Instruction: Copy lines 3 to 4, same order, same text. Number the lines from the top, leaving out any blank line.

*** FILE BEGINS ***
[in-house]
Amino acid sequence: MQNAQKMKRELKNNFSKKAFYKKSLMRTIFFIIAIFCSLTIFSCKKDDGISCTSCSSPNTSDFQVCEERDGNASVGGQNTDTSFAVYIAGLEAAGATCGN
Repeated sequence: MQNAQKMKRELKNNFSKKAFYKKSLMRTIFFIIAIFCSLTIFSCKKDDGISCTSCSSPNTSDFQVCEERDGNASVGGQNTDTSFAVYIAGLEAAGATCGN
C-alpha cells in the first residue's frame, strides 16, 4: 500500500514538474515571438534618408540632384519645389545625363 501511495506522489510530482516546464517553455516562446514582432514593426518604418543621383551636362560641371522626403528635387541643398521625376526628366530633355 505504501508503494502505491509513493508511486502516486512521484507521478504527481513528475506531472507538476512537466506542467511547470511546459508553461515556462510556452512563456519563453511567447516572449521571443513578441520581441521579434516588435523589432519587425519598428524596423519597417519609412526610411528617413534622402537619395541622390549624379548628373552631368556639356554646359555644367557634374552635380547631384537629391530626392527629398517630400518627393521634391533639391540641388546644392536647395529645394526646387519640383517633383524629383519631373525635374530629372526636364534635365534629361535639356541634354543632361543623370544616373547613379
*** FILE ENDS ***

Repeated sequence: MQNAQKMKRELKNNFSKKAFYKKSLMRTIFFIIAIFCSLTIFSCKKDDGISCTSCSSPNTSDFQVCEERDGNASVGGQNTDTSFAVYIAGLEAAGATCGN
C-alpha cells in the first residue's frame, strides 16, 4: 500500500514538474515571438534618408540632384519645389545625363 501511495506522489510530482516546464517553455516562446514582432514593426518604418543621383551636362560641371522626403528635387541643398521625376526628366530633355 505504501508503494502505491509513493508511486502516486512521484507521478504527481513528475506531472507538476512537466506542467511547470511546459508553461515556462510556452512563456519563453511567447516572449521571443513578441520581441521579434516588435523589432519587425519598428524596423519597417519609412526610411528617413534622402537619395541622390549624379548628373552631368556639356554646359555644367557634374552635380547631384537629391530626392527629398517630400518627393521634391533639391540641388546644392536647395529645394526646387519640383517633383524629383519631373525635374530629372526636364534635365534629361535639356541634354543632361543623370544616373547613379